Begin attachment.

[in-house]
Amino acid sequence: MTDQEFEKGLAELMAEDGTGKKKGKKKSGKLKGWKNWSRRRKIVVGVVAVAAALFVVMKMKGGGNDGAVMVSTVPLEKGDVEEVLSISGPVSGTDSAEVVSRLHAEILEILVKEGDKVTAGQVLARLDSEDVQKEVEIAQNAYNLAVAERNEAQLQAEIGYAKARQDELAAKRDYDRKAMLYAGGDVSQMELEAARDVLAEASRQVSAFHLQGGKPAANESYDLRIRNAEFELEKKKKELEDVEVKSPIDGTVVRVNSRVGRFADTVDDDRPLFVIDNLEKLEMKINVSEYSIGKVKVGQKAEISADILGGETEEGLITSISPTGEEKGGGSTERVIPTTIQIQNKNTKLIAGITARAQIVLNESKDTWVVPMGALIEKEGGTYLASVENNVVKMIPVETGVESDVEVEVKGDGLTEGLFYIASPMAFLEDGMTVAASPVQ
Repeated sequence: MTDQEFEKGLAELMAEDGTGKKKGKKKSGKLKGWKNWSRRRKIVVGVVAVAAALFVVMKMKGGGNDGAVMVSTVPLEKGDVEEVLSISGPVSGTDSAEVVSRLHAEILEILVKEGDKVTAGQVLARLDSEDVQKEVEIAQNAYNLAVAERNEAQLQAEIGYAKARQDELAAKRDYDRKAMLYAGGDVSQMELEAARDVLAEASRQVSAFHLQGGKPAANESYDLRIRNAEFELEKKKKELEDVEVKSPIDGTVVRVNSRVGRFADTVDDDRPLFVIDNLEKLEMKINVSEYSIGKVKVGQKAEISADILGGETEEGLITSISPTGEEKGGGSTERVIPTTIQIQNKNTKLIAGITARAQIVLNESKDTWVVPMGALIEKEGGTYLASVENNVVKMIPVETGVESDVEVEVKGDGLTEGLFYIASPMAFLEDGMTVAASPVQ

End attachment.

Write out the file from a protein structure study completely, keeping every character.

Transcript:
[in-house]
Amino acid sequence: MTDQEFEKGLAELMAEDGTGKKKGKKKSGKLKGWKNWSRRRKIVVGVVAVAAALFVVMKMKGGGNDGAVMVSTVPLEKGDVEEVLSISGPVSGTDSAEVVSRLHAEILEILVKEGDKVTAGQVLARLDSEDVQKEVEIAQNAYNLAVAERNEAQLQAEIGYAKARQDELAAKRDYDRKAMLYAGGDVSQMELEAARDVLAEASRQVSAFHLQGGKPAANESYDLRIRNAEFELEKKKKELEDVEVKSPIDGTVVRVNSRVGRFADTVDDDRPLFVIDNLEKLEMKINVSEYSIGKVKVGQKAEISADILGGETEEGLITSISPTGEEKGGGSTERVIPTTIQIQNKNTKLIAGITARAQIVLNESKDTWVVPMGALIEKEGGTYLASVENNVVKMIPVETGVESDVEVEVKGDGLTEGLFYIASPMAFLEDGMTVAASPVQ
Repeated sequence: MTDQEFEKGLAELMAEDGTGKKKGKKKSGKLKGWKNWSRRRKIVVGVVAVAAALFVVMKMKGGGNDGAVMVSTVPLEKGDVEEVLSISGPVSGTDSAEVVSRLHAEILEILVKEGDKVTAGQVLARLDSEDVQKEVEIAQNAYNLAVAERNEAQLQAEIGYAKARQDELAAKRDYDRKAMLYAGGDVSQMELEAARDVLAEASRQVSAFHLQGGKPAANESYDLRIRNAEFELEKKKKELEDVEVKSPIDGTVVRVNSRVGRFADTVDDDRPLFVIDNLEKLEMKINVSEYSIGKVKVGQKAEISADILGGETEEGLITSISPTGEEKGGGSTERVIPTTIQIQNKNTKLIAGITARAQIVLNESKDTWVVPMGALIEKEGGTYLASVENNVVKMIPVETGVESDVEVEVKGDGLTEGLFYIASPMAFLEDGMTVAASPVQ